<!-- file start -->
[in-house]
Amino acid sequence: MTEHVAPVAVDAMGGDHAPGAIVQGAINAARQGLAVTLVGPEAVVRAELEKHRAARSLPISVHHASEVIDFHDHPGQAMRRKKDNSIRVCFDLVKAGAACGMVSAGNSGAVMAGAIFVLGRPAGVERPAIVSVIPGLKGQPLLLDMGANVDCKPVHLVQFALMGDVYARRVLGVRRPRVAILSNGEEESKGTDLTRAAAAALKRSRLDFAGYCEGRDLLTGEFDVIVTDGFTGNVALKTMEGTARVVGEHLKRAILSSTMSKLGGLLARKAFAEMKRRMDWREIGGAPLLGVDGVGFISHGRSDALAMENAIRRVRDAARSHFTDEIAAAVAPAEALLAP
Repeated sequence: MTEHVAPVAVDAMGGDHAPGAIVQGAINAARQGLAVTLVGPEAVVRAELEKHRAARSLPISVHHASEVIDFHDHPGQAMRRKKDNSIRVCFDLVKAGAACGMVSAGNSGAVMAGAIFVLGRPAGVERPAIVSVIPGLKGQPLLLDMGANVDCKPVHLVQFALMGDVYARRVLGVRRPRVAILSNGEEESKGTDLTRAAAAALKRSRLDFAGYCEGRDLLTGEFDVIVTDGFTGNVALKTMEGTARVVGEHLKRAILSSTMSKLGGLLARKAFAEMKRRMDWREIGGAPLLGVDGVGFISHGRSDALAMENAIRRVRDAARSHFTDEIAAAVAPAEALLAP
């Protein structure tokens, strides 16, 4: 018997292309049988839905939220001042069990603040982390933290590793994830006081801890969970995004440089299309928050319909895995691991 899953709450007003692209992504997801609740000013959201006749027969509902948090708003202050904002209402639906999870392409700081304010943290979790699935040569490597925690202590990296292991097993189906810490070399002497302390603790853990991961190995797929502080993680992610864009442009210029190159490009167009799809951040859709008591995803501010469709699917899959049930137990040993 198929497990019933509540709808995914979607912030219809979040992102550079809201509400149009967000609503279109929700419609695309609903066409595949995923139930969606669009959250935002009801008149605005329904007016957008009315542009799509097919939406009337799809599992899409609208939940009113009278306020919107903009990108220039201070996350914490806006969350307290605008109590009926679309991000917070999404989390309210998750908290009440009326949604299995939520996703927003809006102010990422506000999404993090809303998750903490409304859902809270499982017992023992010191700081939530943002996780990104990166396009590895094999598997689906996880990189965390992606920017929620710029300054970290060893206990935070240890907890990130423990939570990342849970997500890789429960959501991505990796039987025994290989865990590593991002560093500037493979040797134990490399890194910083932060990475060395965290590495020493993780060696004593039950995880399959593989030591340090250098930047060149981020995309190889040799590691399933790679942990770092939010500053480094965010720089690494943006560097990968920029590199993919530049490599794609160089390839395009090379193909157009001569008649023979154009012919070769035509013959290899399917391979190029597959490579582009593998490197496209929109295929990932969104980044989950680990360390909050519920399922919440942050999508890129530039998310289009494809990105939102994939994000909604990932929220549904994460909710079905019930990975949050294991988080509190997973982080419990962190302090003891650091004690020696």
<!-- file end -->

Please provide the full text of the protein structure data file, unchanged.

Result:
[in-house]
Amino acid sequence: MTEHVAPVAVDAMGGDHAPGAIVQGAINAARQGLAVTLVGPEAVVRAELEKHRAARSLPISVHHASEVIDFHDHPGQAMRRKKDNSIRVCFDLVKAGAACGMVSAGNSGAVMAGAIFVLGRPAGVERPAIVSVIPGLKGQPLLLDMGANVDCKPVHLVQFALMGDVYARRVLGVRRPRVAILSNGEEESKGTDLTRAAAAALKRSRLDFAGYCEGRDLLTGEFDVIVTDGFTGNVALKTMEGTARVVGEHLKRAILSSTMSKLGGLLARKAFAEMKRRMDWREIGGAPLLGVDGVGFISHGRSDALAMENAIRRVRDAARSHFTDEIAAAVAPAEALLAP
Repeated sequence: MTEHVAPVAVDAMGGDHAPGAIVQGAINAARQGLAVTLVGPEAVVRAELEKHRAARSLPISVHHASEVIDFHDHPGQAMRRKKDNSIRVCFDLVKAGAACGMVSAGNSGAVMAGAIFVLGRPAGVERPAIVSVIPGLKGQPLLLDMGANVDCKPVHLVQFALMGDVYARRVLGVRRPRVAILSNGEEESKGTDLTRAAAAALKRSRLDFAGYCEGRDLLTGEFDVIVTDGFTGNVALKTMEGTARVVGEHLKRAILSSTMSKLGGLLARKAFAEMKRRMDWREIGGAPLLGVDGVGFISHGRSDALAMENAIRRVRDAARSHFTDEIAAAVAPAEALLAP
């Protein structure tokens, strides 16, 4: 018997292309049988839905939220001042069990603040982390933290590793994830006081801890969970995004440089299309928050319909895995691991 899953709450007003692209992504997801609740000013959201006749027969509902948090708003202050904002209402639906999870392409700081304010943290979790699935040569490597925690202590990296292991097993189906810490070399002497302390603790853990991961190995797929502080993680992610864009442009210029190159490009167009799809951040859709008591995803501010469709699917899959049930137990040993 198929497990019933509540709808995914979607912030219809979040992102550079809201509400149009967000609503279109929700419609695309609903066409595949995923139930969606669009959250935002009801008149605005329904007016957008009315542009799509097919939406009337799809599992899409609208939940009113009278306020919107903009990108220039201070996350914490806006969350307290605008109590009926679309991000917070999404989390309210998750908290009440009326949604299995939520996703927003809006102010990422506000999404993090809303998750903490409304859902809270499982017992023992010191700081939530943002996780990104990166396009590895094999598997689906996880990189965390992606920017929620710029300054970290060893206990935070240890907890990130423990939570990342849970997500890789429960959501991505990796039987025994290989865990590593991002560093500037493979040797134990490399890194910083932060990475060395965290590495020493993780060696004593039950995880399959593989030591340090250098930047060149981020995309190889040799590691399933790679942990770092939010500053480094965010720089690494943006560097990968920029590199993919530049490599794609160089390839395009090379193909157009001569008649023979154009012919070769035509013959290899399917391979190029597959490579582009593998490197496209929109295929990932969104980044989950680990360390909050519920399922919440942050999508890129530039998310289009494809990105939102994939994000909604990932929220549904994460909710079905019930990975949050294991988080509190997973982080419990962190302090003891650091004690020696």